Bridget O'Hara bestowed upon the four girls who stood before her a lightning glance of quizzical inquiry. She was a tall, fully developed girl, and no one could doubt her claim to beauty who looked at her even for a moment.
"No, I can't do that; we have to obey rules at school, and one of our strictest rules is that no girl is to leave her own bedroom without special permission."
CHAPTER V. BREAKING IN A WILD COLT.
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"Nothing in the world could be stupider than French poetry," she muttered. "How am I to get this into my head? What a nuisance Olive is with her stories—she[Pg 46] has disturbed my train of thoughts. Certainly, it's no affair of mine what that detestable wild Irish girl does. I shall always hate her, and whatever happens I can never get myself to tolerate Evelyn. Now, to get back to my poetry. I have determined to win this prize. I won't think of Evelyn and Bridget any more."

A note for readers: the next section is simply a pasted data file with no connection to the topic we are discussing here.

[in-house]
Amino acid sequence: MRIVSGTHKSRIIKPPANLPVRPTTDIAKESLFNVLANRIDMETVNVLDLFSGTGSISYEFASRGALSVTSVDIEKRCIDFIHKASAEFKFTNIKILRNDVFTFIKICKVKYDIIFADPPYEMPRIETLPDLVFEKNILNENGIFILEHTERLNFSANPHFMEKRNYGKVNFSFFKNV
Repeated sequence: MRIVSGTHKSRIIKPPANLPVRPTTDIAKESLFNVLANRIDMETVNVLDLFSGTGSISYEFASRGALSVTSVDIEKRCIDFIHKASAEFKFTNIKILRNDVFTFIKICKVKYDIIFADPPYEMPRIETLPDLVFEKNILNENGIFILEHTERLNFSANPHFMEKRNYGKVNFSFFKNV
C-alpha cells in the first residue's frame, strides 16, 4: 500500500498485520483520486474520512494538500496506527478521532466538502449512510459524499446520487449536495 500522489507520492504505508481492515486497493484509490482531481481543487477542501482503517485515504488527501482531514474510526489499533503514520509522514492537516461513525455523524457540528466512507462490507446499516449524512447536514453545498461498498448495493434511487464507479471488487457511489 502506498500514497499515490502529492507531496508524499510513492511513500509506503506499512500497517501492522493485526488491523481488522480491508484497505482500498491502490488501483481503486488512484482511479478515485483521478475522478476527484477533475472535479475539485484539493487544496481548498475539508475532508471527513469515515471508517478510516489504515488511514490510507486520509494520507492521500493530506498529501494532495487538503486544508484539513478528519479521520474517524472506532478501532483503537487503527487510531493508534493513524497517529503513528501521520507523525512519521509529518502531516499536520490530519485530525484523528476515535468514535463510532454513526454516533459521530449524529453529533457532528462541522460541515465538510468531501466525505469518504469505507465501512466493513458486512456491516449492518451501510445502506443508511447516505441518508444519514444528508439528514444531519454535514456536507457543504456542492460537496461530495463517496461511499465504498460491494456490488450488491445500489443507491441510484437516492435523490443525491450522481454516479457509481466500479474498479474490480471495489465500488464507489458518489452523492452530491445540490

"You have a perfect mania for those children, Dorothy," exclaimed Olive. "I call it an impertinence on their parts to worry themselves about sixth-form girls. What's the matter, Janet? Why that contraction of your angel brow?""He'll be sorry he sent me; he'll be sorry he listened to Aunt Kathleen," she said to herself.
"But we are not allowed to cut the boughs, Bridget," said Katie."Now, Biddy, go on, Biddy!" exclaimed the children. "We love ghost stories, so do tell us more about the candle."
Mrs. Freeman could see them as she sat in her sitting room.